Anyway, since Laramie Project treats the brutal torture and death of a homosexual sympathetically, this group announced that they were going to show up in Cullowhee to protest the production. They went through all of the appropriate steps to be duly authorized to engage in their protest on campus, which meant that there was no legal reason to not allow them their Constitutional right to do so. What I remember about this incident, however, was that Gene McAbee, Chief of campus police at the time, whom several of us met with out of concern for the possibility of violence developing, strongly urged us to simply ignore them and to encourage our students to do so. He suggested that what they wanted most was publicity, so the idea of counter-protests would simply contribute to making their story more important. There was interest shown by students and others during their demonstrations, but there was no violence and relatively little noise. Mostly, as I remember it, there were simply a few protesters, waving their signs and chanting their slogans and a few folks watching them, or simply passing by.
I was reminded of this idea while watching the news from Charlottesville yesterday. Or rather, I came away with the idea that the “protesters” (white supremacists, neo-nazis, KKK members, etc.) came for the purpose of causing trouble. Why wouldn’t they? If they could goad “counter-protesters” into raising a stink, they were almost guaranteed to have a bigger news story than otherwise, and they sure got their way.
Now, I have nothing good to say about people from outside a community assembling for the purpose of creating trouble (hence publicity) within that community. But, as long as they only assemble peacefully, that is they don’t engage in physical action dangerous to others, they do have the Constitutional right to do it. Of course I think it’s highly probable that they went to Charlottesville to try to cause trouble, but that’s very hard to prove legally. Personally, I think the City authorities of Charlottesville have the right to place or remove any statue they own on Charlottesville city property for whatever reason they wish. After all, it’s their statue and their land. If they decide that it’s in their public interest to remove that statue, it seems like it’s their business. Still, even outsiders do have the right “…peaceably to assemble, and to petition the Government for a redress of grievances.”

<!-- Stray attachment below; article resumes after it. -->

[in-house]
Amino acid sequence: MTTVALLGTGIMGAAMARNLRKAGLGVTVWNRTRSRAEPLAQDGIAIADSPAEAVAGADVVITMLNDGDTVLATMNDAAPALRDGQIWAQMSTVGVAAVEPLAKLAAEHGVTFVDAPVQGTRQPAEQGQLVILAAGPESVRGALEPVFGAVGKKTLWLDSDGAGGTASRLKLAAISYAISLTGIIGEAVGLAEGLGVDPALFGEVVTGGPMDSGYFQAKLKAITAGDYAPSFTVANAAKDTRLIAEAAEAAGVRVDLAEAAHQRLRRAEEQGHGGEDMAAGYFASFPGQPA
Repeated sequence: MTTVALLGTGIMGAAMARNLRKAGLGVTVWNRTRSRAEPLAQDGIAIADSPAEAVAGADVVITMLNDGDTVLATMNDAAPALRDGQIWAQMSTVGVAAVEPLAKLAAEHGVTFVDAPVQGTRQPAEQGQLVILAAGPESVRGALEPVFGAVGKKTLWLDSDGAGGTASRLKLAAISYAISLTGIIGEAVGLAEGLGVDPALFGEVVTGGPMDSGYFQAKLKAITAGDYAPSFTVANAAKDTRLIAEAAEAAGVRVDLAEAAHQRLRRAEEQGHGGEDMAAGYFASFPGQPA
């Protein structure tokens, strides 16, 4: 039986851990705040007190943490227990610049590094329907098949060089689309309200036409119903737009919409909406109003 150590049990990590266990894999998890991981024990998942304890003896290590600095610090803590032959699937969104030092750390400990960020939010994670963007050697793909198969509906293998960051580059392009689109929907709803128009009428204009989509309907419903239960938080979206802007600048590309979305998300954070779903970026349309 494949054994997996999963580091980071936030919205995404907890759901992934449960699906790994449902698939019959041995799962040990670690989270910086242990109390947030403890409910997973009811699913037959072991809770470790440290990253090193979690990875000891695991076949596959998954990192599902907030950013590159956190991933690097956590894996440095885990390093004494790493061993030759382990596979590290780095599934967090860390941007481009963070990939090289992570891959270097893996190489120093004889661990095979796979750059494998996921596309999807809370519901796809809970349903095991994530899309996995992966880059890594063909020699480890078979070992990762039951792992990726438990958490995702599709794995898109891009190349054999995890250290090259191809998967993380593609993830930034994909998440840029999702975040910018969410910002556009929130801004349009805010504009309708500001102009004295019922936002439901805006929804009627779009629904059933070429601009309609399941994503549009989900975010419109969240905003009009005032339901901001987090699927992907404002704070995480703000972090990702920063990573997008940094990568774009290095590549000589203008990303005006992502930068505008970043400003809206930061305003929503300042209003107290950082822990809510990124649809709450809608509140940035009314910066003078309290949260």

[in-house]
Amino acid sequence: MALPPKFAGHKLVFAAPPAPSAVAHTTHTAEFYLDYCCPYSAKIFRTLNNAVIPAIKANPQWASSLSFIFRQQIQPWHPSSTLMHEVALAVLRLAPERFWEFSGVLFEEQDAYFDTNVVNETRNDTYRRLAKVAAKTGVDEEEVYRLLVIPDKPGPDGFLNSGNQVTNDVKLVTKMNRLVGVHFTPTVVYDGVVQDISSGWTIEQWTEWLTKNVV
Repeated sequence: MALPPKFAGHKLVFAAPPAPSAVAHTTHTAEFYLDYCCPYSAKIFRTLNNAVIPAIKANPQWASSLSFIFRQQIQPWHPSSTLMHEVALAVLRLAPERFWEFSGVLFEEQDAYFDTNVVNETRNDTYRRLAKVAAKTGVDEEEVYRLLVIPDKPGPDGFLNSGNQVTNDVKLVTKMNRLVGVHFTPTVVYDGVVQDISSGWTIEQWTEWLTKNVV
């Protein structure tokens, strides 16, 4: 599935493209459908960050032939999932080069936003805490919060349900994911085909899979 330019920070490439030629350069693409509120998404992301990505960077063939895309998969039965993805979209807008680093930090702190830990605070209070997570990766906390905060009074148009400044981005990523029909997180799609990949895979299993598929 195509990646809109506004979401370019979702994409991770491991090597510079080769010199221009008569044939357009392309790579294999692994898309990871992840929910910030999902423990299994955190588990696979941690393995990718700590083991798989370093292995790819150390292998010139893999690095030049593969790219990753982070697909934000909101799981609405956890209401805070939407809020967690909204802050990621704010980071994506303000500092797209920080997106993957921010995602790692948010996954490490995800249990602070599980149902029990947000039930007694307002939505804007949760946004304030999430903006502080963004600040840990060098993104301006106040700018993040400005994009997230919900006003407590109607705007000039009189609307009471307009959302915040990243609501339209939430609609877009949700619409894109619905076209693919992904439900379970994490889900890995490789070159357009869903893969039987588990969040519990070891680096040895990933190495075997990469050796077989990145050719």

On the other hand, the “protesters” rights don’t diminish the rights of those who disagree (the “counter-protesters”), but I wonder if any of us would look upon this weekend’s events with much more than a laugh if the “protesters” had just marched around empty streets and closed businesses in front of nobody but the media (which, obviously, assembled in the hope of a “good” story, which usually means lots of good pictures of people screaming and beating each other up). What would have happenned if the good citizens of Charlottesville had just said to themselves “They have a right to protest, but we don’t have to pay attention to them. After all, most of them don’t live here, anyway. We can avoid being a part of their story and, in the process, make their story less interesting.” Unfortunately, that isn’t what happened, so we have a much bigger story than was deserved and one which the pundits will be talking about for days. I think that’s too bad.
I KNOW how hard it is to just walk away from someone speaking in favor of that which we consider to be abominable, but Aaron Sorkin had it right when he had Andrew Shepherd say “America isn't easy. America is advanced citizenship. You've gotta want it bad, cause it's gonna put up a fight. It's gonna say ‘You want free speech? Let's see you acknowledge a man who's words make your blood boil, and who's standing center stage and advocating at the top of his lungs that which you would spend a lifetime opposing at the top of yours.’” We WANT to express our opinions. But, perhaps (just perhaps) there are times when silence can speak louder than words.
It’s an idea worth thinking about, perhaps even spreading.